Today’s Enterprize

Today’s Enterprize is held in trust for the people of Victoria by the Enterprize Ship Trust.


Enterprize is an all-timber, carvel planked, two masted, topsail schooner. She is single decked, square transomed, with crossing yards on her foremast.
She has been traditionally constructed using Australian and New Zealand grown timbers.
The original Enterprize was built in Hobart in 1830 by William Harvey and William Pender as part of the early coastal trading fleets of southern Australia. At that time most bulk cargo was transported by sea. Enterprize carried cargo such as coal and, on one occasion, over 180 sheep.
It was determined that Today’s Enterprize would be as close to the original ship as possible. This was not easy, as there were no copies of the original plans. However, painstaking work by naval architects and shipwrights using information gathered from the few paintings and sketches of the original Enterprize and shipping registration details from the National Maritime Museum in Greenwich, England, resulted in the plans which were used for the project.

It was also determined that the replica would use the same materials that were used in the original ship where possible.This meant the sails would not be machine sewn from modern synthetic sailcloth, but hand sewn from flax cloth imported from Scotland. The standing and running rigging would not use modern materials of stainless steel wire and synthetic rope but natural hemp fibre, imported from Holland, protected with coatings of Stockholm tar.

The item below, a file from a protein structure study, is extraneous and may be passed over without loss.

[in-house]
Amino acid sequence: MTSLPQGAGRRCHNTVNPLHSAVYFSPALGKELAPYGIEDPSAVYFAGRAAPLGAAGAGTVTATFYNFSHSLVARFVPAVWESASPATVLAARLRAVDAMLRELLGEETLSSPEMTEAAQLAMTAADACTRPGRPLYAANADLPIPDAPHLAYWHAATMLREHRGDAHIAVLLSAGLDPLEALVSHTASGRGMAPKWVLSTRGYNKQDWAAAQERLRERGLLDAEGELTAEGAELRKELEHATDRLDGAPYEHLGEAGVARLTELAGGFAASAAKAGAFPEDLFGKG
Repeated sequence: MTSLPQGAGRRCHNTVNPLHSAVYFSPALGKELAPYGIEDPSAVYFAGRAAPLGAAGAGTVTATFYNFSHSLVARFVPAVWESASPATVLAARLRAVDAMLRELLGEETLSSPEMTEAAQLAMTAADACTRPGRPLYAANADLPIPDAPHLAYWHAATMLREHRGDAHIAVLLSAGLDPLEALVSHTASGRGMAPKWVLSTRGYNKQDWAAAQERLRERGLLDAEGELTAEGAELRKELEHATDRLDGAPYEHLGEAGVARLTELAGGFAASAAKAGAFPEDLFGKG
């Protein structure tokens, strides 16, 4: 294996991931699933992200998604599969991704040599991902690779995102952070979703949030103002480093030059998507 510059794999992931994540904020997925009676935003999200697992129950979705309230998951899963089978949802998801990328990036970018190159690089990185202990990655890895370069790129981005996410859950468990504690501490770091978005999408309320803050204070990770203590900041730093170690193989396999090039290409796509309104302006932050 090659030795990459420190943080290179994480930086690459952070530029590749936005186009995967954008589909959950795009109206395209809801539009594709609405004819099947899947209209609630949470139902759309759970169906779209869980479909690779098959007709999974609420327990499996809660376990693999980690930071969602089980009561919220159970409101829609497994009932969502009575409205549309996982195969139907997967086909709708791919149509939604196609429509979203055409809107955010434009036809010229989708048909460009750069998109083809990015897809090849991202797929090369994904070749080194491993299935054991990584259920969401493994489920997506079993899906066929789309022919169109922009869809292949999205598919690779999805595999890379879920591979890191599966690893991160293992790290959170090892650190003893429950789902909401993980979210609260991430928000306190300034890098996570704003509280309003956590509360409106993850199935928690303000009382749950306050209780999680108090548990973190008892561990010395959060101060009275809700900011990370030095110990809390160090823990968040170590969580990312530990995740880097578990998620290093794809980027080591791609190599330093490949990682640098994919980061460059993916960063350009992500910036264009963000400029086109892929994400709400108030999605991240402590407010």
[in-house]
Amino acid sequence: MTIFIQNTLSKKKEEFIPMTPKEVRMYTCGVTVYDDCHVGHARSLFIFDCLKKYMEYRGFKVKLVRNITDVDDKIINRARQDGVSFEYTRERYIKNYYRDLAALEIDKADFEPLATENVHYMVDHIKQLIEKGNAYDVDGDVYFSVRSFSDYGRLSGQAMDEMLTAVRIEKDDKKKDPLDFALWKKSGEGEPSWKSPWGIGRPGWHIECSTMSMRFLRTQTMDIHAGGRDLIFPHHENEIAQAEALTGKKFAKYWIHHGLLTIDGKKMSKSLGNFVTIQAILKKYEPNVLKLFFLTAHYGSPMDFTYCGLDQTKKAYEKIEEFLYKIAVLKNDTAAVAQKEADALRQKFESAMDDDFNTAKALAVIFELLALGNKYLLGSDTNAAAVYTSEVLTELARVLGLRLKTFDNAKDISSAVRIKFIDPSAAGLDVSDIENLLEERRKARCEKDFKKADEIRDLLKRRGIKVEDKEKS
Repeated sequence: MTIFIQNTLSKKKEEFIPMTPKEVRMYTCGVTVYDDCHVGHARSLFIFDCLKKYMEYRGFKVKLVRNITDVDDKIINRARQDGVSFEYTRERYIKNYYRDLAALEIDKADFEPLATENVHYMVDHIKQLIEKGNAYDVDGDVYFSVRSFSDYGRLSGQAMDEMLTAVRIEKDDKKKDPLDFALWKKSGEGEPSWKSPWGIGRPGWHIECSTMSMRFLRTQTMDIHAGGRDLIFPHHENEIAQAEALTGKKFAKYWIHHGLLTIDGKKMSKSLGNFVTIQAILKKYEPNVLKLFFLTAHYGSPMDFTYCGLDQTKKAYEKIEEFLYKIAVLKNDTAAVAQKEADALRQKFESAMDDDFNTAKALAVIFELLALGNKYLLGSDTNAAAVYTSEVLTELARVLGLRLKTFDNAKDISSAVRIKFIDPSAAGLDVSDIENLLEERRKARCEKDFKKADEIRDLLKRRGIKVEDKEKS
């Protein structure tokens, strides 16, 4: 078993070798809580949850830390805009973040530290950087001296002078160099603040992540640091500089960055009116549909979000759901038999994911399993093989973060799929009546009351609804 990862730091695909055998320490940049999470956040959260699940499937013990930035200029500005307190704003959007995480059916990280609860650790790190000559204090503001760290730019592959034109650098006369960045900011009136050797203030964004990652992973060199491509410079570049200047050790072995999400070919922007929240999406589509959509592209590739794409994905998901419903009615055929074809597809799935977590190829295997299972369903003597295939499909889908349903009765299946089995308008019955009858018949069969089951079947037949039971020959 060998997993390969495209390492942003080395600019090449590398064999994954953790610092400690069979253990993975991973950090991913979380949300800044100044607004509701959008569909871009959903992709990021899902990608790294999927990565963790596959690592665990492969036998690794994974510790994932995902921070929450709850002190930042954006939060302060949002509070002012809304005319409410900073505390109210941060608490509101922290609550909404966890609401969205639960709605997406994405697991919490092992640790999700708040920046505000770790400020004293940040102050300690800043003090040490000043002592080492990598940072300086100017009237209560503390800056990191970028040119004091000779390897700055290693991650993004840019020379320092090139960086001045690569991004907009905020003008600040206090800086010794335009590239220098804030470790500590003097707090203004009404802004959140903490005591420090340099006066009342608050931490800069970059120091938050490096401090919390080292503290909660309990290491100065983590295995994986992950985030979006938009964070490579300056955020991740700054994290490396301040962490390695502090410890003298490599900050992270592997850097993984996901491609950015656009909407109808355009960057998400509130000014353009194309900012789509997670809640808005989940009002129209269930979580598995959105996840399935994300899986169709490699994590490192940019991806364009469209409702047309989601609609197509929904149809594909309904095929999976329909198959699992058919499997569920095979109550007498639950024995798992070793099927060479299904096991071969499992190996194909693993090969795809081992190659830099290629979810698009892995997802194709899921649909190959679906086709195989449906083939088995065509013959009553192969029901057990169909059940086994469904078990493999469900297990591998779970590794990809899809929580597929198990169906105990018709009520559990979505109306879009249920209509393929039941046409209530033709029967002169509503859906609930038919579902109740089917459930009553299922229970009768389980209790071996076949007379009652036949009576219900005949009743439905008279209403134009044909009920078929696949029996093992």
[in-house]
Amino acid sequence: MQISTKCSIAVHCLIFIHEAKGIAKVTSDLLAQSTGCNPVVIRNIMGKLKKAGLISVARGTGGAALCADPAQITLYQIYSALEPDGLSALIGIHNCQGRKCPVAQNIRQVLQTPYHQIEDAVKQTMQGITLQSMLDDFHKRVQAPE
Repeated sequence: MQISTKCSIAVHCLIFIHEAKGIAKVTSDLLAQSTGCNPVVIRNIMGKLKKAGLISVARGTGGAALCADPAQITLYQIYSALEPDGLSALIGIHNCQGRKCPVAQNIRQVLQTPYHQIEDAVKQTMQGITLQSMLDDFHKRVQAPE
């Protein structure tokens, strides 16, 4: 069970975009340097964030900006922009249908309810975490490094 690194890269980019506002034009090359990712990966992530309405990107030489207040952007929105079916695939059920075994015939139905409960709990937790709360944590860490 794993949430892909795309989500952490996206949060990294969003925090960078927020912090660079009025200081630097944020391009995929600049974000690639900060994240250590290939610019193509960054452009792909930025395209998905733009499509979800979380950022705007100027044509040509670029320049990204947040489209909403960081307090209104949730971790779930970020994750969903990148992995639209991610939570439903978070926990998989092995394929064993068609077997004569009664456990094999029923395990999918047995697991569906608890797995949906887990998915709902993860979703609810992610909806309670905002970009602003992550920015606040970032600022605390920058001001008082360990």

Wooden boat building methods have not changed very much over the years and so craftsmen with traditional skills were acquired. Much of the timber used in the construction of Enterprize was recycled from a variety of sources.


Her keel was laig in 1991 alongside the Polly Woodside, and construction was completed in 1997, when she was launched in Williamstown on August 30.

  • Her keel is a single piece of blue ironbark, fifteen inches by thirteen inches and forty-five feet long

  • Her stem, sternpost and deadwoods are 100-year-old ironbark wharf timbers, supplied by Nullabor timbers of Echuca

  • She is built on laminated bent ribs. The outer three laminations are New Zealand Kauri, salvaged from the staves of old brewing vats

  • The top lamination is celery top Pine, as is her deck planking

  • Her hull is planked in Jarrah below the waterline. This timber was once the floor joists of a wool store in Fremantle,WA. Above the waterline, her hull is planked in Huon Pine

  • Her floor timbers are Jarrah, salvaged from Station Pier, Melbourne

  • Her stringers and beamshelf are Kauri

  • Her bulwarks are Cyprus Pine from the Royal Melbourne Golf Course

  • Her masts are Californian Redwood Planted by Melbourne Water in the 1920’s as an experimental timber crop at Kinglake

  • Her spars and deck beams are Oregon

  • She is bronze and copper fastened


  • Length over deck 16.1m (53’) 
  • Length overall 27m (88’6”)
  • Beam 5.4m (18’4”) 
  • Draft 3m (10’) 
  • Height Mast to Deck 17.7m (58’) 
  • Height Mast to Waterline 19.1m (62’6”) 
  • Displacement 72 tonnes 
  • Sail Area 185 sq. metres (2000 sq ft) 
  • Engine Cummins 613 T Diesel 
  • Freeboard 1.4 metres (4’7”)